The Marketing behind the release of Fallout 4

Fallout 4 was one of the most popular releases in the gaming industry in the past year. The focus on the marketing behind the game may be where a fair amount of Bethesda’s success comes from. Despite a very short marketing window, 1.2million PC users were playing it on day 1 of its release! Astounding isn’t it?! So what’s the secret behind their marketing success?

They maximised on anticipation with perfect timing:

Fallout 4 Timeline:

Game Website Live: June 3, 2015

E3 Announcement: June 14, 2015

Fallout Shelter Release for iOS: June 14, 2015

Fallout Shelter Release for Android: August 13, 2015

Pip-Boy Edition Release: mid-October, 2015

Development Finished: October 23, 2015

Fallout 4 Release Date: November 10, 2015

Simply look at the Fallout 4 release timeline to see the timed tactics Bethesda employed in announcing the game so late to its release as possible. In under 6 months, Bethesda kept it refreshing for fans by keeping them in the loop and not in suspense for too long; a mistake modern game developers seemingly continue to make.

The game website going live on June 3rd raised questions. Over a week later, the E3 announcement on June 14th grabbed audience’s attention, as fans thought they were receiving insights into the game itself, only to be surprised with the news of a new Fallout mobile app. This got the fan base excited about the upcoming game itself whilst keeping them occupied in finalising development and tweaking of the end product. Surprising your fan base by engaging them and occupying their time with related products maintains anticipation whilst allowing time to focus on ensuring the success of your product’s release.

The fixed release date Bethesda announced from the start encouraged fans to pre-order copies of the game or save money for when it is released. Smart move carried out in avoiding the unproductive period where most fans endlessly wait for the game to be released. It also helps that Fallout 4 didn’t experience any release date delays.

It’s also worth noting that there we no story leaks whatsoever. This is a massive surprise considering how big the game itself is. Perhaps this is testament to how good Bethesda’s staff are at keeping secrets. And this pays off for them. Simply put, the game remaining a mystery encourages fans to play and immerse themselves into the game without spoiling it for themselves by looking online for story secrets. So everyone buys the game and enters with a clean point of view that hasn’t been tarnished by online leaks, maintaining that constant level of excitement.

Unmatched utilisation of merchandising:

The Vault Boy is the hallmark of the Fallout franchise. Bethesda have constantly put this icon as a key image of the game which serves as part of the brand image and thus increases the amount of customers and members of the public that recognise the product.

Bethesda utilised merchandising by releasing special editions of the game as bundle packages that included the game, as well as fun bits of merchandise such as the vault boy bobblehead, t-shirts, guide books, related jewellery and wrist watches etc. They’ve achieved this by connecting with a variety of other firms to push these related items into the hands of the target customer. Clearly it’s worked, as upon release of the game, the vault boy bobbleheads were seemingly sold out in most places!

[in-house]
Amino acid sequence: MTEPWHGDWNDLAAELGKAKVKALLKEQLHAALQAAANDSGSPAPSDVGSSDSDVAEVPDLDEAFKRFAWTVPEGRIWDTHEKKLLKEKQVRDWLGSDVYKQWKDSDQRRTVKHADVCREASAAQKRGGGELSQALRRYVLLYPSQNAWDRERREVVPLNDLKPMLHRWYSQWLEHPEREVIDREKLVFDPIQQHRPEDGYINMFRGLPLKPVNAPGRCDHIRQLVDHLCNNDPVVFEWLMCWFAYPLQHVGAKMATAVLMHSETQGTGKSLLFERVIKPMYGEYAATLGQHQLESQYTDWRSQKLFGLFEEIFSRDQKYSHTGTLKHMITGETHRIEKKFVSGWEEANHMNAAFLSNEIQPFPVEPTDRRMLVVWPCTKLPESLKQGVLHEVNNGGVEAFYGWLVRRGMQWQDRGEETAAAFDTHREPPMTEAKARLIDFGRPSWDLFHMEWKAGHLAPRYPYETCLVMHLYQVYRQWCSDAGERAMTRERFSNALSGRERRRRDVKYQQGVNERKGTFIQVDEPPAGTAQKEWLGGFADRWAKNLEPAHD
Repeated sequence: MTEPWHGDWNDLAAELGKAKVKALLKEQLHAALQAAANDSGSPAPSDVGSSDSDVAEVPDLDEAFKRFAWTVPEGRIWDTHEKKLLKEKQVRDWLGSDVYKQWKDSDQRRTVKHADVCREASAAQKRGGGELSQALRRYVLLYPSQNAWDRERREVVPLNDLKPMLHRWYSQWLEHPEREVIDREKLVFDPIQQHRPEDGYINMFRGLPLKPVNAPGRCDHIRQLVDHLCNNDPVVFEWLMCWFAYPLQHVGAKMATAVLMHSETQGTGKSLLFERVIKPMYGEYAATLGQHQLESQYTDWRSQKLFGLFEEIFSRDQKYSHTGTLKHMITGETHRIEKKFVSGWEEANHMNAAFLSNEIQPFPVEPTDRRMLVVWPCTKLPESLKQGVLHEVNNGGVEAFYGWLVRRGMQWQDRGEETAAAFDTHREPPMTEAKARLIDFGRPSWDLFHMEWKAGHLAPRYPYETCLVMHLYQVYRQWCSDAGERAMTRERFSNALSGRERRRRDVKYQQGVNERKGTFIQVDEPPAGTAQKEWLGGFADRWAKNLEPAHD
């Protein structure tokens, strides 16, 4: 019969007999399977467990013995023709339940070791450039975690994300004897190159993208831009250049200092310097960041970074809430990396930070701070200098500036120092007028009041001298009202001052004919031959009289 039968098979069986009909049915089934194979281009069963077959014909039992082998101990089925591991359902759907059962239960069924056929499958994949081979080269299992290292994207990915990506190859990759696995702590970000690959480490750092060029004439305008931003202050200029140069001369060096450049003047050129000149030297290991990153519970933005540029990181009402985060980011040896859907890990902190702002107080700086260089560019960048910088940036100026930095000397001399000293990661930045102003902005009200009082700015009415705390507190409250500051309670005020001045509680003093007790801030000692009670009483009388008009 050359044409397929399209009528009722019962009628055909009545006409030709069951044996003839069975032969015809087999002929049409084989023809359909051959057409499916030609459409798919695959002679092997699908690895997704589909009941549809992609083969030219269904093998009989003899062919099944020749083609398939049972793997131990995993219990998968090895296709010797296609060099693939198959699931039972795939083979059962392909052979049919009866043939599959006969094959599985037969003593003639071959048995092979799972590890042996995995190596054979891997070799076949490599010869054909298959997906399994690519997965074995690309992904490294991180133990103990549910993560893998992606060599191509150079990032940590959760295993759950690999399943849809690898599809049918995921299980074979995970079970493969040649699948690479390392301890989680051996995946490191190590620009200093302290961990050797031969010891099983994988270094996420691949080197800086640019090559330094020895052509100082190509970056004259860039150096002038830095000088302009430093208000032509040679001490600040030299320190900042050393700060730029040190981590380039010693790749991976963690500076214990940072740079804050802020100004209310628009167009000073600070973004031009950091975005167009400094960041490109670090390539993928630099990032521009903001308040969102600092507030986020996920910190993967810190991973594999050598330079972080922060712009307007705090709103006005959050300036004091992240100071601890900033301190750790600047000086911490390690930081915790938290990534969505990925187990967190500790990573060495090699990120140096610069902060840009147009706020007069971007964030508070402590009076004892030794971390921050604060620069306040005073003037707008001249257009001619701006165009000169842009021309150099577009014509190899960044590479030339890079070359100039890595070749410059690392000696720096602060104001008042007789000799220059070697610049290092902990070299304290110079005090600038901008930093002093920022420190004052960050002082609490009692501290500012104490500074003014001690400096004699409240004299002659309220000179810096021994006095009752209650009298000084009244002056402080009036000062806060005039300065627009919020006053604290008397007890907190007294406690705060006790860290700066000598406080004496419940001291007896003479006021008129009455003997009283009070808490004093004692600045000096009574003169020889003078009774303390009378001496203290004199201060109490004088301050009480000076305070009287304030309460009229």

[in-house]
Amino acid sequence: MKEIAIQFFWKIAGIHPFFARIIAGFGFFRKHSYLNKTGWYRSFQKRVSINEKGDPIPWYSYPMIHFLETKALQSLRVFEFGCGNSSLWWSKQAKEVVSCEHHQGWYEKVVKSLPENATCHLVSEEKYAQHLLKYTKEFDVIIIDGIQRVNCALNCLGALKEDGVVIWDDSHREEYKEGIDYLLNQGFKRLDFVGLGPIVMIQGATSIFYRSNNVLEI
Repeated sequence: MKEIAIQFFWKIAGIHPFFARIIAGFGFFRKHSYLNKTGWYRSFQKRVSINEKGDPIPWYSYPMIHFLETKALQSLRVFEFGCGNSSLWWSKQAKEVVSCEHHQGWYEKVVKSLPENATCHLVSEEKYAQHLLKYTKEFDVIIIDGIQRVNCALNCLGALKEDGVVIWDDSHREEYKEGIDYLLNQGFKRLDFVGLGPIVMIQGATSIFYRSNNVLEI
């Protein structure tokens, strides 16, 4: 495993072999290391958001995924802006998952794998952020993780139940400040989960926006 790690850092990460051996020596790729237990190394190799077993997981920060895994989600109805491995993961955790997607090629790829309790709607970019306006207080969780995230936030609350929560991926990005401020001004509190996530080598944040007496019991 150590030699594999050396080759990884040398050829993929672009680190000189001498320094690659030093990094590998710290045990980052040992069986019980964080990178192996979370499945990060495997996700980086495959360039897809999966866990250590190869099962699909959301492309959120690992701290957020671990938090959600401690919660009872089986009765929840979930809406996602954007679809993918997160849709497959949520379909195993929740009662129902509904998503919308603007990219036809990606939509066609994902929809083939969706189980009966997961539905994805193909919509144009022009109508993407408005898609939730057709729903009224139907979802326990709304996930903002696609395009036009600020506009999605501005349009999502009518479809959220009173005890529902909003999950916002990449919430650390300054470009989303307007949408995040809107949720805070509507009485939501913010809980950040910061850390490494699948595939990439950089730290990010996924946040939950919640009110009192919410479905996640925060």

This emphasises how big the Fallout franchise really is. But not only is this just a cheeky marketing ploy to generate extra revenue, but the main purpose of this was to influence the hype of the game’s release that had increased over its announcement timeline. Those unaware of the game will have noticed it, maybe even bought a copy of it upon its release! All because die-hard fans have been wearing the tees and wrist watches, or reading the Fallout 4 guide at Starbucks. And you noticed it as a result. Keep momentum going while making money – that’s the beauty of this simple marketing strategy.

They won at being creative:

Bethesda turned the announcement of Fallout 4 into quite the PR stunt. They set up a Tinder profile for Vault Boy, where influence through the dating app allowed the game to connect with more people on the platform. Not only was this surprising, but it was somewhat humorous and obviously succeeded in grabbing attention through an unexpected venue.

What’s so special about that you say? Well it’s truly a different and clever approach. They stayed away from traditional use of Facebook and Twitter, and disrupted expectations by using Tinder as a platform for marketing – not at all what it is conventionally used for. Thus, they created new signals that fans will notice over the noise of the rest of the gaming industry.

Being interesting and creative is all it took for Bethesda to be disruptive. Fans deserve that small behind the scenes look at the development and creation of your product. Just remember to intrigue your fans, so that they’re never sleeping on you – they are paying attention believe it or not!

Such creativity creates a sense of exclusivity and urgency around Fallout 4, where releases in limited quantities creates customer needs that they don’t even know they have.

Overall, Bethesda nailed it, regardless of what fans think of the actual game or not, their approach to the marketing of the product across various platforms with a wide range of strategies, helped them smash sales targets.

Now think to yourself, if this was your brand, how would you keep it creative and exciting for your fans and followers?


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